Jump to Main Content
Genome Evolution in the Primary Endosymbiont of Whiteflies Sheds Light on Their Divergence
- Santos-Garcia, Diego, Vargas-Chavez, Carlos, Moya, Andrés, Latorre, Amparo, Silva, Francisco J.
- Genome Biology and Evolution 2015 v.7 no.3 pp. 873-888
- Bemisia tabaci, biotypes, carotenoids, endosymbionts, essential amino acids, evolution, genes, insect pests, mitochondria, mutation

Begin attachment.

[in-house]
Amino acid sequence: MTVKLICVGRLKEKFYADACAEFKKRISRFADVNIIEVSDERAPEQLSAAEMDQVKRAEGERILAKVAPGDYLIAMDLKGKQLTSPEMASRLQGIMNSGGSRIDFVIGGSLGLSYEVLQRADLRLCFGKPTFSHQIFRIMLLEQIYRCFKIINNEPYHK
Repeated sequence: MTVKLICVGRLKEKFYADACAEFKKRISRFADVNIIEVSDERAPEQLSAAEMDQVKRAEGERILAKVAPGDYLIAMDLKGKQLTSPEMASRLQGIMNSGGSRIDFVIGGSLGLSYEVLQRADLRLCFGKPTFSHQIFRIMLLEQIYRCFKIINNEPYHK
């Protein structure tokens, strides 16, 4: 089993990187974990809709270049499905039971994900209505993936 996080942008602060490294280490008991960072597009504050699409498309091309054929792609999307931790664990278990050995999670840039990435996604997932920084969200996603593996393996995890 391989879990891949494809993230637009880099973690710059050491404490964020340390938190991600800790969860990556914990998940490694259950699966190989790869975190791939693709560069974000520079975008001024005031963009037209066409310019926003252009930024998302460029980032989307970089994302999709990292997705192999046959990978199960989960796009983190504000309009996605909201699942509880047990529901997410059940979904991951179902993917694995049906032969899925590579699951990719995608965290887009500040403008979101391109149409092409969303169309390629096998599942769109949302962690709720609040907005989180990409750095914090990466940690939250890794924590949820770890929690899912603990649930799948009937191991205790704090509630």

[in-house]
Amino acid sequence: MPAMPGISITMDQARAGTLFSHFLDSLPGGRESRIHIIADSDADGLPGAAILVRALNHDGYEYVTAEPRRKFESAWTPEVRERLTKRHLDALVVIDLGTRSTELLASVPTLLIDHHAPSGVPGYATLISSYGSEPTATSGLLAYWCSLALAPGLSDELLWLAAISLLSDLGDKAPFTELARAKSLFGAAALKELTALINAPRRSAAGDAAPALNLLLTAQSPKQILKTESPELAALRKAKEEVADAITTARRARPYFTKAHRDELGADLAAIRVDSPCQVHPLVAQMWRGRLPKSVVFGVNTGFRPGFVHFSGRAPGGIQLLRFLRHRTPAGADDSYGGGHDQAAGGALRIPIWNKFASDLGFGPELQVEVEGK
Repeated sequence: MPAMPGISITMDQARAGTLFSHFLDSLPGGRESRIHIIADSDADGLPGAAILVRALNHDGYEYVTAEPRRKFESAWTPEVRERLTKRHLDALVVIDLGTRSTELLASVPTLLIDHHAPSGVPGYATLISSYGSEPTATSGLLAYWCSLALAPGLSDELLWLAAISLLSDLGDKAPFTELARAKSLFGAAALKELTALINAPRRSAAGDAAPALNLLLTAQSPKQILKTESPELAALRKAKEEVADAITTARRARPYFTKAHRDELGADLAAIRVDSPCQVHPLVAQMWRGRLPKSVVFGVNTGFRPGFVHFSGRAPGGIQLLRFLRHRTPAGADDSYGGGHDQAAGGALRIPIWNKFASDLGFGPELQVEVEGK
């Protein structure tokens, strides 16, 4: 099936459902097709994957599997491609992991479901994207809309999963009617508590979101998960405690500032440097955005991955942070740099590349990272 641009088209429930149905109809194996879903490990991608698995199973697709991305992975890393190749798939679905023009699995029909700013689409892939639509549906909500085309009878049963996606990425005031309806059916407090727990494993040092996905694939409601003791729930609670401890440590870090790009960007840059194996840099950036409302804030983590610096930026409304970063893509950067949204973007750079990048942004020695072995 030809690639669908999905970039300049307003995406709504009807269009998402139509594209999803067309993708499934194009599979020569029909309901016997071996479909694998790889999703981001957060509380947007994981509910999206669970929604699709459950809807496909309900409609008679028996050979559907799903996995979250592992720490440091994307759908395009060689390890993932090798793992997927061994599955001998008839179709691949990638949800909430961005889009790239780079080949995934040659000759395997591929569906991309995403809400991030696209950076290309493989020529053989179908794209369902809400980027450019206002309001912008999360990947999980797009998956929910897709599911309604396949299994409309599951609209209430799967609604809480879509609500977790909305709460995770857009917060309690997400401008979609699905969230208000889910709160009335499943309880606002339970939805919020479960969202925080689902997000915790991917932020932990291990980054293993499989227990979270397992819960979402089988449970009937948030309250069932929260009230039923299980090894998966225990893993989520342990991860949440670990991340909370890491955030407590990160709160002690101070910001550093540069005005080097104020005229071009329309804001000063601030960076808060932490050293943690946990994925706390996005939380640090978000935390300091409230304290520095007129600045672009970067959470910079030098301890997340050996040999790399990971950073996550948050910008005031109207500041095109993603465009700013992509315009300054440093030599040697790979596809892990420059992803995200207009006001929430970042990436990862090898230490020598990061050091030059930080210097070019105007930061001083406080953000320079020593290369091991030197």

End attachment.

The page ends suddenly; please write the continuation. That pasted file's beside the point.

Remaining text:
- Whiteflies are important agricultural insect pests, whose evolutionary success is related to a long-term association with a bacterial endosymbiont, Candidatus Portiera aleyrodidarum . To completely characterize this endosymbiont clade, we sequenced the genomes of three new Portiera strains covering the two extant whitefly subfamilies. Using endosymbiont and mitochondrial sequences we estimated the divergence dates in the clade and used these values to understand the molecular evolution of the endosymbiont coding sequences. Portiera genomes were maintained almost completely stable in gene order and gene content during more than 125 Myr of evolution, except in the Bemisia tabaci lineage. The ancestor had already lost the genetic information transfer autonomy but was able to participate in the synthesis of all essential amino acids and carotenoids. The time of divergence of the B. tabaci complex was much more recent than previous estimations. The recent divergence of biotypes B (MEAM1 species) and Q (MED species) suggests that they still could be considered strains of the same species. We have estimated the rates of evolution of Portiera genes, synonymous and nonsynonymous, and have detected significant differences among-lineages, with most Portiera lineages evolving very slowly. Although the nonsynonymous rates were much smaller than the synonymous, the genomic d N /d S ratios were similar, discarding selection as the driver of among-lineage variation. We suggest variation in mutation rate and generation time as the responsible factors. In conclusion, the slow evolutionary rates of Portiera may have contributed to its long-term association with whiteflies, avoiding its replacement by a novel and more efficient endosymbiont.